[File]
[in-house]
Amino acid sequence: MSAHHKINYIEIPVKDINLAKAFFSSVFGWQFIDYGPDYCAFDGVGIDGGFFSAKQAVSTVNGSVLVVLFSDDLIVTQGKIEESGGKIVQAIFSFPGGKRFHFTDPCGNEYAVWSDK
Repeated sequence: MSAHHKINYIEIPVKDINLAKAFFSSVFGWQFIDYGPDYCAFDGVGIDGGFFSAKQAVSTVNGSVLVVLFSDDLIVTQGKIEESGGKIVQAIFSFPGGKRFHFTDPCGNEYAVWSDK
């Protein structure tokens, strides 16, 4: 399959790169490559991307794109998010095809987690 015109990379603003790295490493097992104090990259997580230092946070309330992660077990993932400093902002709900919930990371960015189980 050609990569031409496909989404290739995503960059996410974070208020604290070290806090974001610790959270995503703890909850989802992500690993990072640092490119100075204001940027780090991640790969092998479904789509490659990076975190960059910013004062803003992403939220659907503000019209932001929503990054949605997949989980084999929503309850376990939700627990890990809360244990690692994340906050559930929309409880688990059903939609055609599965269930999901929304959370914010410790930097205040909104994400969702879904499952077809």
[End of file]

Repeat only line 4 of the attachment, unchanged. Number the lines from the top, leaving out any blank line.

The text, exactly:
């Protein structure tokens, strides 16, 4: 399959790169490559991307794109998010095809987690 015109990379603003790295490493097992104090990259997580230092946070309330992660077990993932400093902002709900919930990371960015189980 050609990569031409496909989404290739995503960059996410974070208020604290070290806090974001610790959270995503703890909850989802992500690993990072640092490119100075204001940027780090991640790969092998479904789509490659990076975190960059910013004062803003992403939220659907503000019209932001929503990054949605997949989980084999929503309850376990939700627990890990809360244990690692994340906050559930929309409880688990059903939609055609599965269930999901929304959370914010410790930097205040909104994400969702879904499952077809």